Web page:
The "sort of beige" garment has an odd neckline. She ran out of wool and insisted we fudge the result, "Because if it is all one colour he can wear it for best." 
And therein likes the problem. The Senior Cat was told it was "for best". His father may have been  a tailor but the Senior Cat has very little idea about clothes. A pullover "for best" means that it is always "for best" even when you have much better pullovers or cardigans. 
I am going to tie multiple pieces of yarn into the back of the neck and remind him they mean "house". 
And if I needed reminding that he doesn't really notice clothes as I was about to leave the room he said to me,
     "I like the one you have on. Is it new?"
     "No. I made it - about thirty years ago."
We make things that last in this house. 

Friday, 10 August 2018

Our neighbours

are back.
They have spent the past seven weeks in Europe, in the country in which S.... was born. It is one of those former Communist countries and from what S.... has to say it is still suffering the consequences of having been one.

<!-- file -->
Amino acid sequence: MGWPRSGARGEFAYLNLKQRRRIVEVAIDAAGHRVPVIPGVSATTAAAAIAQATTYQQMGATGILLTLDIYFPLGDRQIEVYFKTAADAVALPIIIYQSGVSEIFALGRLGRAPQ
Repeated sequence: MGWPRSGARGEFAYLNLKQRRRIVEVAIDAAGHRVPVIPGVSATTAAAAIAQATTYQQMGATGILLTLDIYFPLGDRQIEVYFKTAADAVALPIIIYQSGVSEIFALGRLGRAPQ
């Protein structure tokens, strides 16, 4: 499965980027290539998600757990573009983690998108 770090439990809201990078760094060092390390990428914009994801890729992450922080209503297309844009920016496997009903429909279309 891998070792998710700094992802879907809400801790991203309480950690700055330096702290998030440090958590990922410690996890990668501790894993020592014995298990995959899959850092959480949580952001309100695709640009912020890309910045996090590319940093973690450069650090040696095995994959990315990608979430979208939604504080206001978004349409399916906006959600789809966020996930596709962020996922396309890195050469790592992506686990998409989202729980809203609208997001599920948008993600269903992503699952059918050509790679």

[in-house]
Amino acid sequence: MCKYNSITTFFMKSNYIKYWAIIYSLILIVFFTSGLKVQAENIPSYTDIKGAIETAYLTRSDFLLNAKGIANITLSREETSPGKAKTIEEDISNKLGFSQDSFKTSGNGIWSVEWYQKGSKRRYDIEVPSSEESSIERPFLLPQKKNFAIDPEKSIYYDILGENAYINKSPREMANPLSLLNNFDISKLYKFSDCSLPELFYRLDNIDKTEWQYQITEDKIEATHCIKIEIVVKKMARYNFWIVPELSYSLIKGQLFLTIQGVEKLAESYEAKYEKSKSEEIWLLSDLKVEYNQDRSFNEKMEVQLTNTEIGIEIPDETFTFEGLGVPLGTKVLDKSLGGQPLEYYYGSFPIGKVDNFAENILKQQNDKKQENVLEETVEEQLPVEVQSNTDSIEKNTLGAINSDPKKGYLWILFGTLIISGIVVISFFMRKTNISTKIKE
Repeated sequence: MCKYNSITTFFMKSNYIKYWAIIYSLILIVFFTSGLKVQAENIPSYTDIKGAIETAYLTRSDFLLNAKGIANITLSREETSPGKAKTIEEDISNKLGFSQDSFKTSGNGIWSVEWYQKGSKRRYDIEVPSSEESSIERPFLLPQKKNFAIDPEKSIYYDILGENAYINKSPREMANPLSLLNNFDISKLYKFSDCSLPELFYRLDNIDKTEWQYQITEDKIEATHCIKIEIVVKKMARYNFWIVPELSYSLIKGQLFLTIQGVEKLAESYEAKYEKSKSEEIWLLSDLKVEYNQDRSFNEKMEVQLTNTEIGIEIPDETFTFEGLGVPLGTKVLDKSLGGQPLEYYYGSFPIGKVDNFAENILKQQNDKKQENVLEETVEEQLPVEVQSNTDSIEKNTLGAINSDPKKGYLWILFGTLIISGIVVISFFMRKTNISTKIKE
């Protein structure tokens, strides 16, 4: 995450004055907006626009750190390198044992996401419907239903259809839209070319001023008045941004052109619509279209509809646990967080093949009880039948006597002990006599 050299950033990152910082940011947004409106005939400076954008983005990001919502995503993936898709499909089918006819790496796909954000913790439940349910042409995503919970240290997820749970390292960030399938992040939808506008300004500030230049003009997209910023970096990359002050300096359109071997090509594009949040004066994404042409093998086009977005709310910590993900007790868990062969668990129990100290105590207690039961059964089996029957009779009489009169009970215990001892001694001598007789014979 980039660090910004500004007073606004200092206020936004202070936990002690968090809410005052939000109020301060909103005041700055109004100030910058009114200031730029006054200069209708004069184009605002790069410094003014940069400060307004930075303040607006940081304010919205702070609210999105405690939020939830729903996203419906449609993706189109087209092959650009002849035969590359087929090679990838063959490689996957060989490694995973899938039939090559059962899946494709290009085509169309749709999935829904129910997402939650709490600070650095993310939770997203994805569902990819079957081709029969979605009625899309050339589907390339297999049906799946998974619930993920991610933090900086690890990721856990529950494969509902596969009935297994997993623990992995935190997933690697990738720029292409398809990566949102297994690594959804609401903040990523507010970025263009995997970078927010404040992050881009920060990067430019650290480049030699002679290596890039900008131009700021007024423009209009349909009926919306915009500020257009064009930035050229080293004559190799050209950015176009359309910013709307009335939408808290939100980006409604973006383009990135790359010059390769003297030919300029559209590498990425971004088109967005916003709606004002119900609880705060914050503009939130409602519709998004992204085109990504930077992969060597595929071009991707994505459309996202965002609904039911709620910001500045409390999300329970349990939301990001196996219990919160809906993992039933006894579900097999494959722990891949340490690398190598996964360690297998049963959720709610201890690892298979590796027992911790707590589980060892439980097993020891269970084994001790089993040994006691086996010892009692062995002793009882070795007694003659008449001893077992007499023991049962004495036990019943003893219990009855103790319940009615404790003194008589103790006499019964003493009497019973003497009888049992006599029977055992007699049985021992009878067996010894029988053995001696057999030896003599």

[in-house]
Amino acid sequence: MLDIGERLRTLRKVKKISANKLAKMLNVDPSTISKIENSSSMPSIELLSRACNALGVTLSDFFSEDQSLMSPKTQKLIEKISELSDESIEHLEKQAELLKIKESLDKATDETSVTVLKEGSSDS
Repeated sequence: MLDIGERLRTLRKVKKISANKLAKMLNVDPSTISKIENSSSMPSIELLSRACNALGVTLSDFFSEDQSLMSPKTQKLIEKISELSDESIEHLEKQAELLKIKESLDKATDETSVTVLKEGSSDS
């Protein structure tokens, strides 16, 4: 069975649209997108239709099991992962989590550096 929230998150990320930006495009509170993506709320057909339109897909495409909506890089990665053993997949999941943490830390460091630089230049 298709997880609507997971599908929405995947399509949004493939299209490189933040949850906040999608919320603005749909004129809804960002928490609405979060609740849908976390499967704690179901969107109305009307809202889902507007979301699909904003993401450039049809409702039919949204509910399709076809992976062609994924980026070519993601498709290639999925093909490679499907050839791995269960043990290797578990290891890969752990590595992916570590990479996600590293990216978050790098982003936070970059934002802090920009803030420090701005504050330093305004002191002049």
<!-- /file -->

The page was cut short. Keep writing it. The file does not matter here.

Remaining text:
I wonder how many generations it is going to take to move away from some of the excesses of Communism? According to S.... officials still need to be bribed. Older people have expectations of the state - expectations of both good and bad with which they grew up.
They didn't bother to send the boys to school there. Although it might have improved their second language skills the time was too short. According to S.... there would have been other issues too. Education there is run along quite different lines.
I know when I see S.... she will tell me that she is glad to be back here even while she misses her family there.
Each time she has done this it has made me wonder about the way people migrate. I have an Italian friend who came here when she was twelve. She is now seventy-six and she has never been back to Italy. Would she like to go? I think she would but she won't. It isn't a journey she could physically make now.
I have English friends who have been backwards and forwards many times but don't want to live there any more. I have Vietnamese friends who went once about eight years ago - and came back "home" early even though they talked of going "home". Vietnam was not  home any more. They didn't like it there.